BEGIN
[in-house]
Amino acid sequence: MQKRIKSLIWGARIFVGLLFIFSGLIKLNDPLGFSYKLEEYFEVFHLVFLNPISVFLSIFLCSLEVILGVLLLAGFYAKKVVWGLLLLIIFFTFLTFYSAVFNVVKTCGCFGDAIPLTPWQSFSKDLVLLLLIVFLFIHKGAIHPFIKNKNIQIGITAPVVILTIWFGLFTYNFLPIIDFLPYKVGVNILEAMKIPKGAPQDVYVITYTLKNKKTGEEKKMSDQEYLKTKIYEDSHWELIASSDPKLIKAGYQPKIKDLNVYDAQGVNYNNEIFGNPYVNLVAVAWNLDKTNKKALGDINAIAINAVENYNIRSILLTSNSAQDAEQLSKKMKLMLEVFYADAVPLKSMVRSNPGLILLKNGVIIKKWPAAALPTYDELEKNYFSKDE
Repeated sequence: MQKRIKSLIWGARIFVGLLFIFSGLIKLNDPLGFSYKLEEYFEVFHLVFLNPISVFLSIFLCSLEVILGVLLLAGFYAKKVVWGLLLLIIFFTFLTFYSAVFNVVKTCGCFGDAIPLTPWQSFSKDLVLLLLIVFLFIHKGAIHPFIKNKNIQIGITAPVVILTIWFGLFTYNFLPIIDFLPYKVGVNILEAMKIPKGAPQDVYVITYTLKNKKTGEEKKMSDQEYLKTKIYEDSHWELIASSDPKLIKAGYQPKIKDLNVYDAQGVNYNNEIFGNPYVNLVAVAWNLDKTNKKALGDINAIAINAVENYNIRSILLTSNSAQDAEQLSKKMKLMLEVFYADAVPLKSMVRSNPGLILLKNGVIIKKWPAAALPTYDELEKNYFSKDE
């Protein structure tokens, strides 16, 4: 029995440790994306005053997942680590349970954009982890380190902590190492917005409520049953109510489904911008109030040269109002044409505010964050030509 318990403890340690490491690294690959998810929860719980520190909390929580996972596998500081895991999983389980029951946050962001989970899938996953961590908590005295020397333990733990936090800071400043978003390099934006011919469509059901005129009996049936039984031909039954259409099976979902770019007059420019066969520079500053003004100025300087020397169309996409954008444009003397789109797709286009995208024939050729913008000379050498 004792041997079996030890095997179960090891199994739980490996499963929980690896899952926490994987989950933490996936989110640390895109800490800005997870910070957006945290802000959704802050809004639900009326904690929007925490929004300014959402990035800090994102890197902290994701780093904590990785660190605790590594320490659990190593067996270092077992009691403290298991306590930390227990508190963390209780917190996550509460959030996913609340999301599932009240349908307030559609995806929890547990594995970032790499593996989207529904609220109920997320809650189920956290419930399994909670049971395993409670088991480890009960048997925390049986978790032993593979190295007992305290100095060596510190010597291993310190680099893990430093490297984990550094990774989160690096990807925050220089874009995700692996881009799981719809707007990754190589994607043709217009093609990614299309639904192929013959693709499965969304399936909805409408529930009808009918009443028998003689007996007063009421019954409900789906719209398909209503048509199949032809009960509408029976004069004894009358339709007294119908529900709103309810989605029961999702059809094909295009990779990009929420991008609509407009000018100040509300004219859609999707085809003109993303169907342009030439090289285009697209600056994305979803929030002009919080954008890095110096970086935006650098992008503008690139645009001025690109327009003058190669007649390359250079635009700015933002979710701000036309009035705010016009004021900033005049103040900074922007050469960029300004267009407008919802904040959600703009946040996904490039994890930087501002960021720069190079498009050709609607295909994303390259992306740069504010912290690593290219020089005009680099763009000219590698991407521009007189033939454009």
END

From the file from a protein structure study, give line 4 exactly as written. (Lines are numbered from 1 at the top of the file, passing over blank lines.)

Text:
């Protein structure tokens, strides 16, 4: 029995440790994306005053997942680590349970954009982890380190902590190492917005409520049953109510489904911008109030040269109002044409505010964050030509 318990403890340690490491690294690959998810929860719980520190909390929580996972596998500081895991999983389980029951946050962001989970899938996953961590908590005295020397333990733990936090800071400043978003390099934006011919469509059901005129009996049936039984031909039954259409099976979902770019007059420019066969520079500053003004100025300087020397169309996409954008444009003397789109797709286009995208024939050729913008000379050498 004792041997079996030890095997179960090891199994739980490996499963929980690896899952926490994987989950933490996936989110640390895109800490800005997870910070957006945290802000959704802050809004639900009326904690929007925490929004300014959402990035800090994102890197902290994701780093904590990785660190605790590594320490659990190593067996270092077992009691403290298991306590930390227990508190963390209780917190996550509460959030996913609340999301599932009240349908307030559609995806929890547990594995970032790499593996989207529904609220109920997320809650189920956290419930399994909670049971395993409670088991480890009960048997925390049986978790032993593979190295007992305290100095060596510190010597291993310190680099893990430093490297984990550094990774989160690096990807925050220089874009995700692996881009799981719809707007990754190589994607043709217009093609990614299309639904192929013959693709499965969304399936909805409408529930009808009918009443028998003689007996007063009421019954409900789906719209398909209503048509199949032809009960509408029976004069004894009358339709007294119908529900709103309810989605029961999702059809094909295009990779990009929420991008609509407009000018100040509300004219859609999707085809003109993303169907342009030439090289285009697209600056994305979803929030002009919080954008890095110096970086935006650098992008503008690139645009001025690109327009003058190669007649390359250079635009700015933002979710701000036309009035705010016009004021900033005049103040900074922007050469960029300004267009407008919802904040959600703009946040996904490039994890930087501002960021720069190079498009050709609607295909994303390259992306740069504010912290690593290219020089005009680099763009000219590698991407521009007189033939454009």